Why We Like Slow Fashion
At Mitera, we take fashion slowly, meaning we don’t have 52 seasons in our fashion calendar. We produce all our dresses with love and care at a family-owned factory in New York and know the names of the people who sew our dresses. We keep a small production so that each dress is made with exceptional quality and durability in mind. Our fabrics are traceable back to Japan, where our Founder Yoko is from. Not only do we produce our garments with the highest ethical standards, but we also subscribe to the philosophy of a minimalist wardrobe. It is our mission to create a dress that can accompany a woman throughout her motherhood journey.
We invited Tasha Muresan, our contributing maternal psychology scholar, to reflect on the issue of
One in every six human beings on this planet works in the fashion industry, making it the most labor-dependent industry today. As both an expert consumer and a motherhood scholar, I wanted to talk about the issue of slow/sustainable fashion because I believe that mothers are particularly well positioned to make an impact on this movement, as they hold a special sway over future generations.
It’s likely you remember the grim headlines following the Rana Plaza tragedy in 2013, and if you don’t, you’re at least familiar with the conditions of far-away sweatshops. Maybe you even have an image, like I do, that comes to mind when you hear trigger words like ‘outsourcing’ and ‘Made in Bangladesh’.
Motivated by the Rana Plaza tragedy, documentarian Andrew Morgan produced The True Cost, a film tracing the global impact of the fashion industry. Executive Producer and “Queen of the Green Carpet” Livia Firth has been on the forefront of the eco fashion movement for years, challenging brands and designers to adhere to a higher set of principles: “Pairing glamour and ethics to raise the profile of sustainability, ethics and social welfare.”
The documentary follows the steady rise of the ‘fast fashion’ industry, which quite frankly looks a lot like addiction. The footage they use as evidence of this is embarrassing and indisputable—Black Friday stampedes, brainwash-y, sing-song-y sale commercials, and YouTube fashion haul celebrities.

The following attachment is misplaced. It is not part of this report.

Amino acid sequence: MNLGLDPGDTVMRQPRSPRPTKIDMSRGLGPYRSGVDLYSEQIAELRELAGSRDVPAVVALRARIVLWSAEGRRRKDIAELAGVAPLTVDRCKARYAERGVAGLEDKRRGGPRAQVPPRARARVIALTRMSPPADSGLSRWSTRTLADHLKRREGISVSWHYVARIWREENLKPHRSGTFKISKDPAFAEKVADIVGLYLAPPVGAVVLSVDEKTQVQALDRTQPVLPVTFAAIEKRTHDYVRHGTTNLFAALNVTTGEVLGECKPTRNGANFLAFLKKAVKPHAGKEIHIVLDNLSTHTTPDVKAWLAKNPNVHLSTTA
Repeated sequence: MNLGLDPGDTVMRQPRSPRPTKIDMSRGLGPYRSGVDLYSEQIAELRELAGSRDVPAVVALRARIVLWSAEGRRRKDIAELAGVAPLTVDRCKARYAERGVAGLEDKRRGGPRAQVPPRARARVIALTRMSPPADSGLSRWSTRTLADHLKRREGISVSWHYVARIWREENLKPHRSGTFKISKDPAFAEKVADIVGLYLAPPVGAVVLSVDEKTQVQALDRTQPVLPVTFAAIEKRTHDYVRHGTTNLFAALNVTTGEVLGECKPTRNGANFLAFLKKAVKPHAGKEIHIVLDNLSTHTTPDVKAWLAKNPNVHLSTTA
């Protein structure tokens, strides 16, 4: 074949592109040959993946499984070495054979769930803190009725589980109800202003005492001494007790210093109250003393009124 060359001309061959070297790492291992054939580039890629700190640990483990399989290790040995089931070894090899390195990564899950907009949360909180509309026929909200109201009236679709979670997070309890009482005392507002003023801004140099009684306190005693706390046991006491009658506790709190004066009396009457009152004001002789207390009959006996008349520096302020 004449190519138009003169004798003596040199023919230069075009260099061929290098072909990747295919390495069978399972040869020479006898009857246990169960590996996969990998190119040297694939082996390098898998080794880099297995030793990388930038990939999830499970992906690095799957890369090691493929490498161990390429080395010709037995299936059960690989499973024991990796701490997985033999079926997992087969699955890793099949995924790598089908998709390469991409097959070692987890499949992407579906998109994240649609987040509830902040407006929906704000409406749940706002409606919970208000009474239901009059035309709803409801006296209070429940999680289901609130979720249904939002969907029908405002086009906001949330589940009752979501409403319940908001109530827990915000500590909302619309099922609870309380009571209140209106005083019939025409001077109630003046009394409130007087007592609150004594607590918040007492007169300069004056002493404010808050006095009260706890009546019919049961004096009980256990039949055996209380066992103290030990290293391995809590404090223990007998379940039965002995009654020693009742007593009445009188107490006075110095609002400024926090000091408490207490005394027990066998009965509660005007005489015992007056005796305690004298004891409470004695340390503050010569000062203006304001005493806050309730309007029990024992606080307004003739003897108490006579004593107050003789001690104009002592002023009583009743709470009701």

But there’s a high cost we’re paying for this fast turnover, this “52 season fashion year”, as they refer to it in the film. And this cost is quickly dismissed and justified because when we outsource, we are providing better alternatives for people living in areas of the world that seriously lack economic opportunity. In fact, entire national economies depend on our need to outsource. But, “It could be much worse for them” falls flat when you’re watching footage of men, women, and children mourning at a completely leveled Rana Plaza.
In processing my own reaction to the film, I sought out friends—all female, some mothers—to reflect with, and found that I emerged from each conversation feeling a revived sense of determination. A favorite assigned reading in graduate school was Carol Gilligan’s In a Different Voice (1982), which deconstructs then-current, normative theories of human identity and moral development, which often did not address gender differences. A feminist psychologist and ethicist, Gilligan puts forth the idea that women are inclined to participate in an “ethics of care,” which places importance on empathy and compassion above morality and justice. Because this way of being is rooted in relationship, it compels a response and holds potential for stimulating change. Here, care equals strength. This is why I suggest that mothers are in the position to make an impact; there’s a special grade of compassionate awareness that ignites in the transition to motherhood—an ‘empathic enlightenment’, if you will. Because your child is inheriting the earth, it becomes harder to ignore brokenness.
What can we do as consumers, aside from being informed? We’re accustomed to the availability of affordable fashion, and if you’re like me you get a temporary high when you can buy something without worrying about the toll its taking on your bank account. Admittedly, asking people to essentially ‘want less’ is asking for large-scale behavioral change. We’d have to train ourselves to remember that buying less is a huge social and environmental investment.